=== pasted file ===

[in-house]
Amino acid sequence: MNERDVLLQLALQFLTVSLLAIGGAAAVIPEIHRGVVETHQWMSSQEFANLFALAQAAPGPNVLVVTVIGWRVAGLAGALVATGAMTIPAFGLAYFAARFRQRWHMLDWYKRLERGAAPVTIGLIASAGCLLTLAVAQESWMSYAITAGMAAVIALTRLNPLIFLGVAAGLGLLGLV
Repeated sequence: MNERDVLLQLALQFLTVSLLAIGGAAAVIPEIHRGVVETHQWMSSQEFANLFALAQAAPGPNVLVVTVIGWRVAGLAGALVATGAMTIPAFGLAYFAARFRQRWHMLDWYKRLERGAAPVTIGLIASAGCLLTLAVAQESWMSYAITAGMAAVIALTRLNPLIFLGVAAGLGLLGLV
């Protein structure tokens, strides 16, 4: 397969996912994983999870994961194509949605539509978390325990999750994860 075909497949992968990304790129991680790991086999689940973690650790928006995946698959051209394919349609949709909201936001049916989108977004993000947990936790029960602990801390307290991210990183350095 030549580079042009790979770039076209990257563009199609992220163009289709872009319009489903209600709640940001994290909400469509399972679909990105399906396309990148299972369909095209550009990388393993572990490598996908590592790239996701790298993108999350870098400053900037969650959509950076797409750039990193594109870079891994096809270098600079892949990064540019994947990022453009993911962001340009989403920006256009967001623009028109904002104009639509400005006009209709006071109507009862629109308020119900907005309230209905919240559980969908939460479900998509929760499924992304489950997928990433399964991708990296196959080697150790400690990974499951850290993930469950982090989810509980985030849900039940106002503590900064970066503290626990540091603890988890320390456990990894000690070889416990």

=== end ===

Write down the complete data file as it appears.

[in-house]
Amino acid sequence: MNERDVLLQLALQFLTVSLLAIGGAAAVIPEIHRGVVETHQWMSSQEFANLFALAQAAPGPNVLVVTVIGWRVAGLAGALVATGAMTIPAFGLAYFAARFRQRWHMLDWYKRLERGAAPVTIGLIASAGCLLTLAVAQESWMSYAITAGMAAVIALTRLNPLIFLGVAAGLGLLGLV
Repeated sequence: MNERDVLLQLALQFLTVSLLAIGGAAAVIPEIHRGVVETHQWMSSQEFANLFALAQAAPGPNVLVVTVIGWRVAGLAGALVATGAMTIPAFGLAYFAARFRQRWHMLDWYKRLERGAAPVTIGLIASAGCLLTLAVAQESWMSYAITAGMAAVIALTRLNPLIFLGVAAGLGLLGLV
């Protein structure tokens, strides 16, 4: 397969996912994983999870994961194509949605539509978390325990999750994860 075909497949992968990304790129991680790991086999689940973690650790928006995946698959051209394919349609949709909201936001049916989108977004993000947990936790029960602990801390307290991210990183350095 030549580079042009790979770039076209990257563009199609992220163009289709872009319009489903209600709640940001994290909400469509399972679909990105399906396309990148299972369909095209550009990388393993572990490598996908590592790239996701790298993108999350870098400053900037969650959509950076797409750039990193594109870079891994096809270098600079892949990064540019994947990022453009993911962001340009989403920006256009967001623009028109904002104009639509400005006009209709006071109507009862629109308020119900907005309230209905919240559980969908939460479900998509929760499924992304489950997928990433399964991708990296196959080697150790400690990974499951850290993930469950982090989810509980985030849900039940106002503590900064970066503290626990540091603890988890320390456990990894000690070889416990």